Dominic Clayden, chief executive of the Motor Insurers Bureau, said: “We can confirm that the build of Official Injury Claim service remains on track.

“This is based on the current assumed scope agreed with the MoJ. MIB will complete the last stages of the build in conjunction with MoJ when the Civil Procedure Rule Committee has agreed the new rules and new pre-action protocol for the new service.”

Sam Elsby, president of the Association of Personal Injury Lawyers, said: “Work on the new system has been dangerously compressed to meet this artificial deadline, so we welcome any delay which is used to address our concerns about outstanding issues of critical importance to injured people.

“We need to know exactly how the proposed new ‘bespoke’ court process will replace ADR; we need to know the outcome of consultation with the Lord Chief Justice about the new whiplash tariffs, and there needs to be clarification about how mixed claims will be handled in the new system.

“Furthermore, the public must be properly informed well in advance about the new system that claimants will have to use when they are injured.”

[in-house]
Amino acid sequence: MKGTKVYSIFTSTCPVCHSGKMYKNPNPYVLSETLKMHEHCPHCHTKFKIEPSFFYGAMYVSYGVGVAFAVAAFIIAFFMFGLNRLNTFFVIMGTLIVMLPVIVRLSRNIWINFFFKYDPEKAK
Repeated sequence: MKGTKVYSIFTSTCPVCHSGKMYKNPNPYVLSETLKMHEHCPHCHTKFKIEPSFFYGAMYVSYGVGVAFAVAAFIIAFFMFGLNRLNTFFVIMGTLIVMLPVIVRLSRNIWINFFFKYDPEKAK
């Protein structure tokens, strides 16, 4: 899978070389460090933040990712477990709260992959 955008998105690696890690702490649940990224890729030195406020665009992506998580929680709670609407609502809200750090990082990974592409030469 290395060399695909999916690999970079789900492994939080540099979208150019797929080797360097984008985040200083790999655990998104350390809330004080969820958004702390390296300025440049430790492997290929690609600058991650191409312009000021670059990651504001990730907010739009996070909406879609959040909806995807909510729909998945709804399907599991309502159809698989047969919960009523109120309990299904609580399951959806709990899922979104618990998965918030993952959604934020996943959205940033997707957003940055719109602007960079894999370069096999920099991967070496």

Paul Nicholls, the chair of the Motor Accident Solicitors Society said: “With key issues outstanding, the new rules not yet finalised and a worsening backlog of court cases, a further delay is clearly necessary, but only allowing an extra month is neither pragmatic or sensible and gives very little extra time to prepare.

“The new process must be fit-for-purpose and the sector needs time to adjust to the new changes. If the new rules are not published shortly, the new May date will be quickly redundant. Crucially, the entire process needs to be clearly explained for the future unrepresented claimant.

“Rather than plucking a date out of the air which may be delayed further, isn’t it now the time to conduct a more thorough review of the proposed changes to ensure that they work and can actually be delivered?”

Matthew Maxwell Scott, executive director of the Association of Consumer Support Organisations described the decision as “inevitable”, but said it raised a broader point.